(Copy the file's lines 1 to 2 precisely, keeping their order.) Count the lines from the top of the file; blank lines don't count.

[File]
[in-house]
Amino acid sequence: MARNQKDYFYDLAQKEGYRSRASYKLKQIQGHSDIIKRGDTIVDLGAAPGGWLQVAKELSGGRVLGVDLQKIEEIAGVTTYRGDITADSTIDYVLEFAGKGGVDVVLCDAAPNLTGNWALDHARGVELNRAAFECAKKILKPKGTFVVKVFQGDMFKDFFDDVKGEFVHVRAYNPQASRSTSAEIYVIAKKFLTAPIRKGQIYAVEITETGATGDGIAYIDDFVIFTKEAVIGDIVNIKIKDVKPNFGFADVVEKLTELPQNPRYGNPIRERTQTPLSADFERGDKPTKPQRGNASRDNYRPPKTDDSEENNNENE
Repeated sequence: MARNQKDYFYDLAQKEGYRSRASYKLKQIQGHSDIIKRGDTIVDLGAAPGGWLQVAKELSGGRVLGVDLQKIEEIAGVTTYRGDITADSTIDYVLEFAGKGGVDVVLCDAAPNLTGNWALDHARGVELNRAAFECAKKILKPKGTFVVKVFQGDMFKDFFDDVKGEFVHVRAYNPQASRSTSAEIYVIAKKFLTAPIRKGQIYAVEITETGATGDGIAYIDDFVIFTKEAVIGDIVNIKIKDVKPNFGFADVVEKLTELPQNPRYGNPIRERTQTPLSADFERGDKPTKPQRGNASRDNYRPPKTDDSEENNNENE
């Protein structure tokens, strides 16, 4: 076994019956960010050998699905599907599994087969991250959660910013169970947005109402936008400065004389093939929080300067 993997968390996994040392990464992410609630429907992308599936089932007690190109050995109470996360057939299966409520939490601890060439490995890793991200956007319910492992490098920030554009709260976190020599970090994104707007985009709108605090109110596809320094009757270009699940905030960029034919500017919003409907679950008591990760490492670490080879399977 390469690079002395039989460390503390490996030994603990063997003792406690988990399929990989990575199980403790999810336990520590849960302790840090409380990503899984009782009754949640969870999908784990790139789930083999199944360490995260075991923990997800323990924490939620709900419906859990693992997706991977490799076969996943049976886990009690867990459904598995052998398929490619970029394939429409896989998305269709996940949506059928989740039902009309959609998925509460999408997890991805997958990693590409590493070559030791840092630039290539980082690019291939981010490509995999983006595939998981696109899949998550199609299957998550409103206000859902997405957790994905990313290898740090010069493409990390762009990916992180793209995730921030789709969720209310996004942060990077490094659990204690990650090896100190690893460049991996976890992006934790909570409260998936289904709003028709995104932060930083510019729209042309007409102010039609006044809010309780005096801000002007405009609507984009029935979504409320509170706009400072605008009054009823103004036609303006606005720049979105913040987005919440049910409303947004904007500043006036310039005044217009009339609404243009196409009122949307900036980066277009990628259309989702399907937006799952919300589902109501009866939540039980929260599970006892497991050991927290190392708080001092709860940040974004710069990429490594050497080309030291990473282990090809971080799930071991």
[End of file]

[in-house]
Amino acid sequence: MARNQKDYFYDLAQKEGYRSRASYKLKQIQGHSDIIKRGDTIVDLGAAPGGWLQVAKELSGGRVLGVDLQKIEEIAGVTTYRGDITADSTIDYVLEFAGKGGVDVVLCDAAPNLTGNWALDHARGVELNRAAFECAKKILKPKGTFVVKVFQGDMFKDFFDDVKGEFVHVRAYNPQASRSTSAEIYVIAKKFLTAPIRKGQIYAVEITETGATGDGIAYIDDFVIFTKEAVIGDIVNIKIKDVKPNFGFADVVEKLTELPQNPRYGNPIRERTQTPLSADFERGDKPTKPQRGNASRDNYRPPKTDDSEENNNENE